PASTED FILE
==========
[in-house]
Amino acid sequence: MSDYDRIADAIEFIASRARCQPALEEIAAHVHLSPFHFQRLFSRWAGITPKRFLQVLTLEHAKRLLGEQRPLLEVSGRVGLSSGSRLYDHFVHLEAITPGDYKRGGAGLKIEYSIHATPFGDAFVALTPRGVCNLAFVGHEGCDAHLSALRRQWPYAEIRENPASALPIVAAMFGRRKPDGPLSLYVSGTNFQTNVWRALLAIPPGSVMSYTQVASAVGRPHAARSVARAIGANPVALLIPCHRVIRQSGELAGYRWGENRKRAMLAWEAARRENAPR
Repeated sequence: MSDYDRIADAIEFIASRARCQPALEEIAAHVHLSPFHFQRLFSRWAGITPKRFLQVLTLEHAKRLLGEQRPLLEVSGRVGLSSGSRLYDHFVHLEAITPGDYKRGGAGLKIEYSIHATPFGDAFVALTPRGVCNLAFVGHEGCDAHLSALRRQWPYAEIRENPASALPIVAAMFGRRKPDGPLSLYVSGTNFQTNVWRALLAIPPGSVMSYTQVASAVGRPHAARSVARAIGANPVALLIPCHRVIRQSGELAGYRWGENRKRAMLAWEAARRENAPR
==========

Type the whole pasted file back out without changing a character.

[in-house]
Amino acid sequence: MSDYDRIADAIEFIASRARCQPALEEIAAHVHLSPFHFQRLFSRWAGITPKRFLQVLTLEHAKRLLGEQRPLLEVSGRVGLSSGSRLYDHFVHLEAITPGDYKRGGAGLKIEYSIHATPFGDAFVALTPRGVCNLAFVGHEGCDAHLSALRRQWPYAEIRENPASALPIVAAMFGRRKPDGPLSLYVSGTNFQTNVWRALLAIPPGSVMSYTQVASAVGRPHAARSVARAIGANPVALLIPCHRVIRQSGELAGYRWGENRKRAMLAWEAARRENAPR
Repeated sequence: MSDYDRIADAIEFIASRARCQPALEEIAAHVHLSPFHFQRLFSRWAGITPKRFLQVLTLEHAKRLLGEQRPLLEVSGRVGLSSGSRLYDHFVHLEAITPGDYKRGGAGLKIEYSIHATPFGDAFVALTPRGVCNLAFVGHEGCDAHLSALRRQWPYAEIRENPASALPIVAAMFGRRKPDGPLSLYVSGTNFQTNVWRALLAIPPGSVMSYTQVASAVGRPHAARSVARAIGANPVALLIPCHRVIRQSGELAGYRWGENRKRAMLAWEAARRENAPR